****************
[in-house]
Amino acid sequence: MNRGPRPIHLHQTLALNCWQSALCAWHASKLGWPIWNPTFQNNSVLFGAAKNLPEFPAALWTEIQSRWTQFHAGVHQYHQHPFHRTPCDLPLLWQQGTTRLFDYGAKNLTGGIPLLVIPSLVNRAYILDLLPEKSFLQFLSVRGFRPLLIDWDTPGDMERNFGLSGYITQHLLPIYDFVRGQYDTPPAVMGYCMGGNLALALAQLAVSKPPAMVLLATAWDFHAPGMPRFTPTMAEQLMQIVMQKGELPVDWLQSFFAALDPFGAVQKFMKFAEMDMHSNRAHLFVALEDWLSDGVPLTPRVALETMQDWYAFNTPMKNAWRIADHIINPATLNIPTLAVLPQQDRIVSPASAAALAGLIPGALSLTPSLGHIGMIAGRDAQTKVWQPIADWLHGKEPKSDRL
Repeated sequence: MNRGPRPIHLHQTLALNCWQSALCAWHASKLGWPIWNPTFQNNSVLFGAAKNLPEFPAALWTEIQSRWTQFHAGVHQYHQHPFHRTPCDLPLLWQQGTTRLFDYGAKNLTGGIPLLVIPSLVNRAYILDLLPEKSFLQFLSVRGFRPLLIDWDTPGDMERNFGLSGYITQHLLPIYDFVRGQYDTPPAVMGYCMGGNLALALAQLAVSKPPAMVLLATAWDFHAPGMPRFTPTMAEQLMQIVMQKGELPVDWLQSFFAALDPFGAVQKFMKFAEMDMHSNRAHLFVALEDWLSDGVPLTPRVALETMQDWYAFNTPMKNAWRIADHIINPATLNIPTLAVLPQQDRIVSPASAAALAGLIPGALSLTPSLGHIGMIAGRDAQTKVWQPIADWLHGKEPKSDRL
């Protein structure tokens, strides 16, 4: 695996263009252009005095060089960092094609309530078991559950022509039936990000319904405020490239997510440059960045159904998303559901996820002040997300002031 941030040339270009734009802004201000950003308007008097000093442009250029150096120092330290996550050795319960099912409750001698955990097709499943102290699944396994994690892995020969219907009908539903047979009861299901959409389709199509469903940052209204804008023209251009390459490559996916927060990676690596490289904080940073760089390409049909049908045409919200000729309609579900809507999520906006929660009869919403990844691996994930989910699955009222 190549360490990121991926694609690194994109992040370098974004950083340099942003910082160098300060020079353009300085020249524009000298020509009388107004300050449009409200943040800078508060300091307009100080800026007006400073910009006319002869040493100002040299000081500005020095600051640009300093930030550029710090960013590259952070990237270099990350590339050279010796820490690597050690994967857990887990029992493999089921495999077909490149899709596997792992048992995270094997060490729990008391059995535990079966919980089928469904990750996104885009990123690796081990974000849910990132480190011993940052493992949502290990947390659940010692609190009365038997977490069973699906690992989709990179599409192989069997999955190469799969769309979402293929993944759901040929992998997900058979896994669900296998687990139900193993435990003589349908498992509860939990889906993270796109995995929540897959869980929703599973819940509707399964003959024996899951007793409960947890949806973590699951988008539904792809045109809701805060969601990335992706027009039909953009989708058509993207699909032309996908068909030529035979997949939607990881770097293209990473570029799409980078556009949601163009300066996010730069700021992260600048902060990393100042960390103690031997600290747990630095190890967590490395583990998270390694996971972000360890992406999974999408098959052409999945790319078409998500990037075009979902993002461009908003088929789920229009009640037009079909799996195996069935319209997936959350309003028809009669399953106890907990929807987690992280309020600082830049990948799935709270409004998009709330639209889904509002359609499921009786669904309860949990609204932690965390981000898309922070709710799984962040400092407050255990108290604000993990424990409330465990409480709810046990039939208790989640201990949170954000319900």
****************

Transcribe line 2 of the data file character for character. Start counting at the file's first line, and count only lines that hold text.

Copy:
Amino acid sequence: MNRGPRPIHLHQTLALNCWQSALCAWHASKLGWPIWNPTFQNNSVLFGAAKNLPEFPAALWTEIQSRWTQFHAGVHQYHQHPFHRTPCDLPLLWQQGTTRLFDYGAKNLTGGIPLLVIPSLVNRAYILDLLPEKSFLQFLSVRGFRPLLIDWDTPGDMERNFGLSGYITQHLLPIYDFVRGQYDTPPAVMGYCMGGNLALALAQLAVSKPPAMVLLATAWDFHAPGMPRFTPTMAEQLMQIVMQKGELPVDWLQSFFAALDPFGAVQKFMKFAEMDMHSNRAHLFVALEDWLSDGVPLTPRVALETMQDWYAFNTPMKNAWRIADHIINPATLNIPTLAVLPQQDRIVSPASAAALAGLIPGALSLTPSLGHIGMIAGRDAQTKVWQPIADWLHGKEPKSDRL